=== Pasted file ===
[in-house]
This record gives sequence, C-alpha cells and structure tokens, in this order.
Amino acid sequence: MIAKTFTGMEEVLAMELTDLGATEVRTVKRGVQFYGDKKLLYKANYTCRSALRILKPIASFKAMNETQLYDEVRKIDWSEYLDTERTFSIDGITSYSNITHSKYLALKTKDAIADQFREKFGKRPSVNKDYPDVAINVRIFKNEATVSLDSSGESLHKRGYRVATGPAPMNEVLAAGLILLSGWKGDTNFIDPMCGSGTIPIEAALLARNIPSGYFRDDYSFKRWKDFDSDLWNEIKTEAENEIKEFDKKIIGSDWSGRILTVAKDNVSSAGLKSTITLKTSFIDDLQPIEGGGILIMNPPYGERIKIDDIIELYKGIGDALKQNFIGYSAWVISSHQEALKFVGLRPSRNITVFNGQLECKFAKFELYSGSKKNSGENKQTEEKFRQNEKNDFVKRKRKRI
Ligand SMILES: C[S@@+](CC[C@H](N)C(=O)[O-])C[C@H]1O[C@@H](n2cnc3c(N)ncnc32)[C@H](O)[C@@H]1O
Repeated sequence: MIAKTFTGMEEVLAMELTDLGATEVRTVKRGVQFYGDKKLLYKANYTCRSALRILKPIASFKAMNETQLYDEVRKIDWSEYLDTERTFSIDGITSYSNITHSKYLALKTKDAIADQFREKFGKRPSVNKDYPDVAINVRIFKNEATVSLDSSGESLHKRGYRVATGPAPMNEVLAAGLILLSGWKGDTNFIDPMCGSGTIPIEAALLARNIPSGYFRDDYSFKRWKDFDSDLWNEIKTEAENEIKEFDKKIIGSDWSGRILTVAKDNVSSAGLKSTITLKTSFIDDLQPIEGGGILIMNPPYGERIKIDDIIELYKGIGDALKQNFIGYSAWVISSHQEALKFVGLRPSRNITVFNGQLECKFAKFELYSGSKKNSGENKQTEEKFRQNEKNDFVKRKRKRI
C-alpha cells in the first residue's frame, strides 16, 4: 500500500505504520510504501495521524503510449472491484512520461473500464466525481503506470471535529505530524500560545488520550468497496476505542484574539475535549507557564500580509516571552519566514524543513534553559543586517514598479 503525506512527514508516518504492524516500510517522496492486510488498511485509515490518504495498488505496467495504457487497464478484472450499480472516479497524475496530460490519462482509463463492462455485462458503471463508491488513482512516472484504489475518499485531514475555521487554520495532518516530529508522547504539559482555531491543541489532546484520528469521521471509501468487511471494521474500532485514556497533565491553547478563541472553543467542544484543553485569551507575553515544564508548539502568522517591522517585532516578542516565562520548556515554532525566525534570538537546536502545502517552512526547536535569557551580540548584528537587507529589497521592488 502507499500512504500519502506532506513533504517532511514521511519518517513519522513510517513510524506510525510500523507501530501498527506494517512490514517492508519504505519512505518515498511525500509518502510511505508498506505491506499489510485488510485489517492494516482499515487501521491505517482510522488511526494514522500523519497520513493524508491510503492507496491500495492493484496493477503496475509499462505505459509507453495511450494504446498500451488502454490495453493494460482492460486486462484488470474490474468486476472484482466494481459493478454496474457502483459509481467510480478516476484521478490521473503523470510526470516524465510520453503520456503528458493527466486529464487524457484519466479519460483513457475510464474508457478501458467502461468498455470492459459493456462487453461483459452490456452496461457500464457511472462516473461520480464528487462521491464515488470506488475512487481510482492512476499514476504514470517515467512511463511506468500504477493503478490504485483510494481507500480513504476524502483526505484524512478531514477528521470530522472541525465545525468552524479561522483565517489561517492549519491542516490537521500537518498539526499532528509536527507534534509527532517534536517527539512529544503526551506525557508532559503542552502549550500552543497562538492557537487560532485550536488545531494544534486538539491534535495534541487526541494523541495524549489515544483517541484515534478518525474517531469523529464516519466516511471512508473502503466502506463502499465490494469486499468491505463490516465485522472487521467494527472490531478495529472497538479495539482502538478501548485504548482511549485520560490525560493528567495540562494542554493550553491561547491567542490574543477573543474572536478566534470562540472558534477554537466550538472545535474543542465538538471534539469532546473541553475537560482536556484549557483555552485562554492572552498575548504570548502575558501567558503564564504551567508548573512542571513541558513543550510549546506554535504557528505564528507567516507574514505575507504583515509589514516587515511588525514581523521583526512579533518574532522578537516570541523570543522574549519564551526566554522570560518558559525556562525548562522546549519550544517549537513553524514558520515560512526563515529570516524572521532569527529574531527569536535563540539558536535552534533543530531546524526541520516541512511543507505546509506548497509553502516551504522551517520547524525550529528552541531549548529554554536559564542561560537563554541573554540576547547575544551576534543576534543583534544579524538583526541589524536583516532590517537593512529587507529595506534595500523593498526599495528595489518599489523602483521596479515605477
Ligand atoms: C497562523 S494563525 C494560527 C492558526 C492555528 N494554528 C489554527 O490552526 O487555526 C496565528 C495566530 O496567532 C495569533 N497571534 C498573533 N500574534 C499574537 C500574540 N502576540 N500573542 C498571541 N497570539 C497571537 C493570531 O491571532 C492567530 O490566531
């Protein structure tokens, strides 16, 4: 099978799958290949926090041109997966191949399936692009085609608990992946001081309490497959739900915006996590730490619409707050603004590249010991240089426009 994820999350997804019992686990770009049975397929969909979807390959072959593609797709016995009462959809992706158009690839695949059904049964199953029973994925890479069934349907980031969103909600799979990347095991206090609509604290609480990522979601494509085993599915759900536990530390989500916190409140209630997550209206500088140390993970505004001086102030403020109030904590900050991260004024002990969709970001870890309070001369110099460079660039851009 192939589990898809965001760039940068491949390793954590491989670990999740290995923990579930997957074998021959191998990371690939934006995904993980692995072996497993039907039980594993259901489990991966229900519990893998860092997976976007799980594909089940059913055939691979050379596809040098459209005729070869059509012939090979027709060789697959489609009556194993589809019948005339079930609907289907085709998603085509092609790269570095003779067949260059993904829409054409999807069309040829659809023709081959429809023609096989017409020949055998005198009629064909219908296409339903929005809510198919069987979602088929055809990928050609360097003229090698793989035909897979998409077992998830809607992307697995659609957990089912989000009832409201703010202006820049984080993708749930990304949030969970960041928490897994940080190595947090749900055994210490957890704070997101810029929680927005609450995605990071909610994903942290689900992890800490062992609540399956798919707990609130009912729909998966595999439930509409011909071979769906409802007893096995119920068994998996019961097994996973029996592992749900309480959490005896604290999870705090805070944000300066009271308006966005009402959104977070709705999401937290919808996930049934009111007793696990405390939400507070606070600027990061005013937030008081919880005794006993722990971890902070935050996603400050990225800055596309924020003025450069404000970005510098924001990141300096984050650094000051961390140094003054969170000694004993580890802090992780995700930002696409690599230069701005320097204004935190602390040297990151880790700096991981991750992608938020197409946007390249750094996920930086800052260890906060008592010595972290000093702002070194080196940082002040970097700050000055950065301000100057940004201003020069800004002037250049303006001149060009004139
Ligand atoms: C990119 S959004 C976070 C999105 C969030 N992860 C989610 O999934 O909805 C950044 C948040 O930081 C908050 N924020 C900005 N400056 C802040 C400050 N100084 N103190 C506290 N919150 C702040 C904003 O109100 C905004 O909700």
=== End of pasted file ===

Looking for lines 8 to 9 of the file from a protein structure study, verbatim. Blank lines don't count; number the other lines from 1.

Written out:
């Protein structure tokens, strides 16, 4: 099978799958290949926090041109997966191949399936692009085609608990992946001081309490497959739900915006996590730490619409707050603004590249010991240089426009 994820999350997804019992686990770009049975397929969909979807390959072959593609797709016995009462959809992706158009690839695949059904049964199953029973994925890479069934349907980031969103909600799979990347095991206090609509604290609480990522979601494509085993599915759900536990530390989500916190409140209630997550209206500088140390993970505004001086102030403020109030904590900050991260004024002990969709970001870890309070001369110099460079660039851009 192939589990898809965001760039940068491949390793954590491989670990999740290995923990579930997957074998021959191998990371690939934006995904993980692995072996497993039907039980594993259901489990991966229900519990893998860092997976976007799980594909089940059913055939691979050379596809040098459209005729070869059509012939090979027709060789697959489609009556194993589809019948005339079930609907289907085709998603085509092609790269570095003779067949260059993904829409054409999807069309040829659809023709081959429809023609096989017409020949055998005198009629064909219908296409339903929005809510198919069987979602088929055809990928050609360097003229090698793989035909897979998409077992998830809607992307697995659609957990089912989000009832409201703010202006820049984080993708749930990304949030969970960041928490897994940080190595947090749900055994210490957890704070997101810029929680927005609450995605990071909610994903942290689900992890800490062992609540399956798919707990609130009912729909998966595999439930509409011909071979769906409802007893096995119920068994998996019961097994996973029996592992749900309480959490005896604290999870705090805070944000300066009271308006966005009402959104977070709705999401937290919808996930049934009111007793696990405390939400507070606070600027990061005013937030008081919880005794006993722990971890902070935050996603400050990225800055596309924020003025450069404000970005510098924001990141300096984050650094000051961390140094003054969170000694004993580890802090992780995700930002696409690599230069701005320097204004935190602390040297990151880790700096991981991750992608938020197409946007390249750094996920930086800052260890906060008592010595972290000093702002070194080196940082002040970097700050000055950065301000100057940004201003020069800004002037250049303006001149060009004139
Ligand atoms: C990119 S959004 C976070 C999105 C969030 N992860 C989610 O999934 O909805 C950044 C948040 O930081 C908050 N924020 C900005 N400056 C802040 C400050 N100084 N103190 C506290 N919150 C702040 C904003 O109100 C905004 O909700």